Bradley Reid showed coltish promise too, running eagerly on the diagonal at every opportunity and showing a terrific turn of pace. It’s a huge step up fo both of them to make, and clearly they’re works in progress who might not be ready to take a full part in first team action for another year or so, but the experience will have stood them in good stead.
Morrell and Barr knew, in giving them a shot, that they were taking a calculated gamble though, and while they did the right thing and will surely reap the benefits in the future, they knew the risks, and we paid a price on the day. Inevitably you learn from your mistakes, and on a sticky pitch the two youngsters occasionally lost the ball unneccesarily. No complaints about that; it was part of the learning process, and was proof that they were showing up for the ball. However, one of those instances led to the winner: no tears should be shed about that, but it’s another indication of how our own agenda played into Kidderminster’s hands. We were playing the long game and accepted that their could be a price to pay on the day.
The other young lads did well too. I must admit that I thought Leon Clowes wasn’t going to make the step up to the first team last season, when he had a rough ride against Hinckley in the FA Trophy. He looked too slow on the turn to be able to compensate with his clear physical advantages, and as he got older, I reckoned, he’d not get any quicker. Maybe not, but on yesterday’s showing he’s got smarter. Admittedly, he was out-paced by Michael Gash, who is no greyhound, for the winner, but to be fair the combination of he and David Artell was selected in the knowledge that they wouldn’t have much pace between them.
Clowes showed this week that he’d developed significantly over the last season, a loan spell in the League of Wales no doubt being a key factor in that process, and he might well be a useful part of the squad next season.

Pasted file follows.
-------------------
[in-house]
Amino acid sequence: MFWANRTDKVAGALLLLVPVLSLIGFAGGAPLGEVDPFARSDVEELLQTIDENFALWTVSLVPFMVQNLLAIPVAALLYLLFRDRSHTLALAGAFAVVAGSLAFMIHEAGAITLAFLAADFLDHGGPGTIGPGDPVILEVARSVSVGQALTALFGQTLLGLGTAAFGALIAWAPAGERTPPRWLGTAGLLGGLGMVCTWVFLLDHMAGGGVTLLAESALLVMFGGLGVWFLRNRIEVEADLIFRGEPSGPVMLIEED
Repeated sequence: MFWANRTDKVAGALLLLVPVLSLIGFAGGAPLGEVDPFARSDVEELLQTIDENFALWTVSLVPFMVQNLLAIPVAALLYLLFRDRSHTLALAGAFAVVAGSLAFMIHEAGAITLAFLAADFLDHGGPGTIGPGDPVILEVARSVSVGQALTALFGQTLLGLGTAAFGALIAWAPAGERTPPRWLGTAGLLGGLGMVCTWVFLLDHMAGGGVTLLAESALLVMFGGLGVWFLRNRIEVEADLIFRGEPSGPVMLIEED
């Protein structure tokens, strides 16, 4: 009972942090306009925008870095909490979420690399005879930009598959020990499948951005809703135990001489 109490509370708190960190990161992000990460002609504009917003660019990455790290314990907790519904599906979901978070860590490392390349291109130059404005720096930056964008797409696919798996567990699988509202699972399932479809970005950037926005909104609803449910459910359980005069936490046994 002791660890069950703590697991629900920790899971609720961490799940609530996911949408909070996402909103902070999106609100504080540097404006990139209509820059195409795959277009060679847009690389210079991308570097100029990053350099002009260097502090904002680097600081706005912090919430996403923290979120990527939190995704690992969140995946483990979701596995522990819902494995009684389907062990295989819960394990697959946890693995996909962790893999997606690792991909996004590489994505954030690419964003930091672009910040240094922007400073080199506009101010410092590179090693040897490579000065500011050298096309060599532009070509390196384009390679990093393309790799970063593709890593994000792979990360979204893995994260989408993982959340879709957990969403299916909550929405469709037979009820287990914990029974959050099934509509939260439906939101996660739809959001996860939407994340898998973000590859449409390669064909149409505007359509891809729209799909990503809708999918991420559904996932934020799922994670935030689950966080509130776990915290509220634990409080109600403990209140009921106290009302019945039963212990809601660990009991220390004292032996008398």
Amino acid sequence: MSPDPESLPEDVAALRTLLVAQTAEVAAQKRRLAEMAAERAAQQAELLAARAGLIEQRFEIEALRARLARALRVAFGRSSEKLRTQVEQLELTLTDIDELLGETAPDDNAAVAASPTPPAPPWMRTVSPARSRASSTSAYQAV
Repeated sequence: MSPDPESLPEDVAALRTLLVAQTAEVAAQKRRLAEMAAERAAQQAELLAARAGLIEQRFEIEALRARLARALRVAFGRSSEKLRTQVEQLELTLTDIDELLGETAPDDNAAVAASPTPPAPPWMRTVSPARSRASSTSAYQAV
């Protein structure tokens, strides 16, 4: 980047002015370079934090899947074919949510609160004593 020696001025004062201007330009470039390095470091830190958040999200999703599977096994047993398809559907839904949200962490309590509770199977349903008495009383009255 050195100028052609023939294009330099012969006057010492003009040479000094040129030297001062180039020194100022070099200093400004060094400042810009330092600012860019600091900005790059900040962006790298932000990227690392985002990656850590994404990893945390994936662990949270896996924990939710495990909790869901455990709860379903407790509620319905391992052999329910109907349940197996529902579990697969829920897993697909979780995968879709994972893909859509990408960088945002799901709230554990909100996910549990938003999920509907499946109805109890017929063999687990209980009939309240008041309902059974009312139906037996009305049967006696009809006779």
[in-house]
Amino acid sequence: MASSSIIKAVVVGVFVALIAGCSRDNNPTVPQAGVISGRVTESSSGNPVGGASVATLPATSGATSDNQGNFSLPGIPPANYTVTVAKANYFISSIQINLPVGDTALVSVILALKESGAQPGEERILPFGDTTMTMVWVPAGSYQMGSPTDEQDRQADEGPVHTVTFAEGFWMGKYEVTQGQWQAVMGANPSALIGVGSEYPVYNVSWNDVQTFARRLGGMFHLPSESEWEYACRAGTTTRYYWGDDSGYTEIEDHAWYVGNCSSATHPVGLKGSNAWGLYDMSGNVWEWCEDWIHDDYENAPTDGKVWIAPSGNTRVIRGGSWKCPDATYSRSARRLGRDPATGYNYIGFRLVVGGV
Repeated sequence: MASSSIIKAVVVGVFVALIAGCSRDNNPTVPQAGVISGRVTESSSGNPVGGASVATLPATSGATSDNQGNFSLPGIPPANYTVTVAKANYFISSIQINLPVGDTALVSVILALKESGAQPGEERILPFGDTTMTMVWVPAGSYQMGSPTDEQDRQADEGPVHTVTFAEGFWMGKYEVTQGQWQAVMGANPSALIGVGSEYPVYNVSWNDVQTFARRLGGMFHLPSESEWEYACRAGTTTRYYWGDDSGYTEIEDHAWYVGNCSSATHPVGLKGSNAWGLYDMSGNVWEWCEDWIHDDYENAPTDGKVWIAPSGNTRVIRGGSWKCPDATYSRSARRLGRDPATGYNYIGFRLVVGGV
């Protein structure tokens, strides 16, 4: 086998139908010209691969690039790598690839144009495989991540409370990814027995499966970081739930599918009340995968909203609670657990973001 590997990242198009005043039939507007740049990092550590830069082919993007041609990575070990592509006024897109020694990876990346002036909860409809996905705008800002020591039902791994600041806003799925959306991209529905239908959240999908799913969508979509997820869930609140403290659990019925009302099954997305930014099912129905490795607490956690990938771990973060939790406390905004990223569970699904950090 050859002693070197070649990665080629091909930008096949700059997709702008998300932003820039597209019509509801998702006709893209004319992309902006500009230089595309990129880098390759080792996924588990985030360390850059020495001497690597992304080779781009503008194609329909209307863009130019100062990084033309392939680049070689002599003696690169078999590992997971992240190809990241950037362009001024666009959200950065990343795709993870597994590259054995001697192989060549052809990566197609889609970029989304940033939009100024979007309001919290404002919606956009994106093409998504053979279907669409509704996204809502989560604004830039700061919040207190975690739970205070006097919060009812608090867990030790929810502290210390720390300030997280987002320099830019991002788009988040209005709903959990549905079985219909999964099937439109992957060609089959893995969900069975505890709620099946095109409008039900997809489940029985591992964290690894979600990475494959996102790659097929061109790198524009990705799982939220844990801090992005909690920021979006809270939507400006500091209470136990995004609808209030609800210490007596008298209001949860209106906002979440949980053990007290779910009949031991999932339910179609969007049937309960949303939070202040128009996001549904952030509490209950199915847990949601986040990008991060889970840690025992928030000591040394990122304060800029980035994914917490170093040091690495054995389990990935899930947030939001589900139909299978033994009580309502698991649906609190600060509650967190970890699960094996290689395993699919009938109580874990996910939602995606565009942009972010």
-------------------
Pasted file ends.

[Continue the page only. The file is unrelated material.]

The other young lads are more established, but it was good to see Declan Walker play with such confidence. Admittedly, he squandered some good crossing positions late on, as we seemed to run out of steam just when we needed to put pressure on Kidderminster, but he put some good stuff in too and ventured forwards dangerously. It was a shame Rushton departed so soon, as the Cambridge match showed that they seem to be on the same wavelength down the right – Jay Colbeck’s goal was a terrific illustration of this.
Of course, Rushton’s participation was ended prematurely, and hopefully his season wasn’t curtailed at the same time. Having watched the replays, the more I see Chey Dunkley’s challenge on him, the more concerned I get: he certainly left his elbow in and was remarkably fortunate not to be sanctioned. Similarly, Callum Gittins’ late challenge on David Artell in the second half could easily have seriously hurt the centre back, but Graham Horwood wasn’t about to give more than a yellow: why on earth would he break the pattern of his grim performance and suddenly get something right?
It was a bit of a surprise really: Kidderminster are usually opposition I watch with a certain admiration, but yesterday they left a bit of a sour taste in the mouth. Like I said at the start, I’m not quite sure how I’m meant to feel after that. It’s a combination of optimism and frustration at what might have been.
WREXHAM (4-3-3): Maxwell; Walker, Artell, Clowes, Ashton; Evans, Clarke, Hunt (Colbeck 76); Rushton (Reid 11), Adebola (Ormerod 77), Danny Wright. Subs not used: Stephen Wright, Ogleby.